I don’t like that narrative, the one where everything is a shitstorm and I am stuck inside it, nose to the poop. How about this… hello, I have agency. I am both a victim and victor and we are not lost. We are still alive. We are constantly shaping our present. What about the Octavia Butlerian take that we should be shaping chaos? How do we shape chaos, Octavia? More and more I know that it is the communities we build that are important right now. And that feels complicated. Most of my communities of writers, teachers, Buddhists and activists are struggling to move past our own histories of trauma and oppression. Shaping chaos seems to me like taking advantage of every moment as an opportunity. Maybe the opportunity is to act, to speak up, to put your body on the line, but also maybe to rest, to laugh, to heal, (to eat, pray, or love?).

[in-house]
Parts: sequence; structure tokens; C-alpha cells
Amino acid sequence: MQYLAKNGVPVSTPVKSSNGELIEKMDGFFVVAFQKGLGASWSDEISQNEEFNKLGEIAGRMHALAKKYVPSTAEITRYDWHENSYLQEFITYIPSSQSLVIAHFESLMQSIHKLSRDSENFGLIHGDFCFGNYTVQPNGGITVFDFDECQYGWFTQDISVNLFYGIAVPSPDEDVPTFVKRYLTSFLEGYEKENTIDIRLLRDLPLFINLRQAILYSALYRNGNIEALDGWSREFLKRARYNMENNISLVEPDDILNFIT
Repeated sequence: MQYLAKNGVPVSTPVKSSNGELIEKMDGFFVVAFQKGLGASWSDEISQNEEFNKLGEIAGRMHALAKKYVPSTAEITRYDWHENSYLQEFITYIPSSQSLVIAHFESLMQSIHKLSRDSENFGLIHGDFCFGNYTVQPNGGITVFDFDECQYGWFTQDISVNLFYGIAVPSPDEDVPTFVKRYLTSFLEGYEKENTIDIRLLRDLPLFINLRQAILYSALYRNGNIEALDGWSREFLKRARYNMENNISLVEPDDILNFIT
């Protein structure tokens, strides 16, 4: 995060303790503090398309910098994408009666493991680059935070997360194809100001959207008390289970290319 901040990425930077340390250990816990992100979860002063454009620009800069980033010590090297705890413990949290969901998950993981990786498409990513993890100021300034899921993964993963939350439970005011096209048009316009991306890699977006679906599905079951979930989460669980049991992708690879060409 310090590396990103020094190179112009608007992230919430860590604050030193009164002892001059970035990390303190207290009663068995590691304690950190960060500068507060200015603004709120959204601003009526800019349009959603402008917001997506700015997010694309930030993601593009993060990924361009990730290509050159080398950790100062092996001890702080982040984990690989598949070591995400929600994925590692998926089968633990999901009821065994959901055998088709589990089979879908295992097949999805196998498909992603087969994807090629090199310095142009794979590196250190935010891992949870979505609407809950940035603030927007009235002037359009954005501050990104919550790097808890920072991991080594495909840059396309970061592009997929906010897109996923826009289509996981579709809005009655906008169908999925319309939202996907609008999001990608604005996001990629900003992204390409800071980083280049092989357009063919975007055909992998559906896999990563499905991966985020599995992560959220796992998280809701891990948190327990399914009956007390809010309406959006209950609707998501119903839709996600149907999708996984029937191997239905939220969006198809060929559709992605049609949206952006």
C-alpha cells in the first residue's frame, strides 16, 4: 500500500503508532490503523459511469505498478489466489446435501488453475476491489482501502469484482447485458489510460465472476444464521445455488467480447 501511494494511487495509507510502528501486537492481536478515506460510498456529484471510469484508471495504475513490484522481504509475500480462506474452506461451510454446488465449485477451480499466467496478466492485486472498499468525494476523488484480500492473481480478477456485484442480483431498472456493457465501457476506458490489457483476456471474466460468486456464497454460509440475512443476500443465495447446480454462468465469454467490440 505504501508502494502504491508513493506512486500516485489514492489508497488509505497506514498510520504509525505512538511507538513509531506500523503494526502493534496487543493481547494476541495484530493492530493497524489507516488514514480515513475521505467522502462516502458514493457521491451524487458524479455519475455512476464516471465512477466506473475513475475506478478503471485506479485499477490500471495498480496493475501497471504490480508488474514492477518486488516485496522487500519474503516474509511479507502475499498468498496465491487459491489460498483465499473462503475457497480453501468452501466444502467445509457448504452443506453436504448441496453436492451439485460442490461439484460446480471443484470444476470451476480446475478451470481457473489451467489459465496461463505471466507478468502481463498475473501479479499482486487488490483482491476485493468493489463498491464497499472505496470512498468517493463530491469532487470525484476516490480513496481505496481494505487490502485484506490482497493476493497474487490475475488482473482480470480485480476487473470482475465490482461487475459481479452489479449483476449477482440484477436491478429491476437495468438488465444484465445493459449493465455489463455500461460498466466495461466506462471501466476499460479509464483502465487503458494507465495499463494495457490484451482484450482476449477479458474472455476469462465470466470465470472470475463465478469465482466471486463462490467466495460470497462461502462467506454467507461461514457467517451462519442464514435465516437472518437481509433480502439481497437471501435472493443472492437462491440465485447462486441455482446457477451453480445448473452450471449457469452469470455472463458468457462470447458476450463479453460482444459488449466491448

How do we get free? Is it possible? Is being a catastrophic thinker a help or a hindrance? How can I be comfortable and still prepared for anything?
* * *
As I was writing this paint splatter of a blog post, I learned something about seeds. I learned that a seed will not germinate if the conditions aren’t right. That seeds hold out until they are more likely to survive. Uh oh, I thought. How many seeds are lying dormant in my garden? How can I alter the conditions so they are more favorable? How much is out of my control?
What will my seeds do? Will they all try to thrive at once? Or will some come up and others lie in wait?
* * *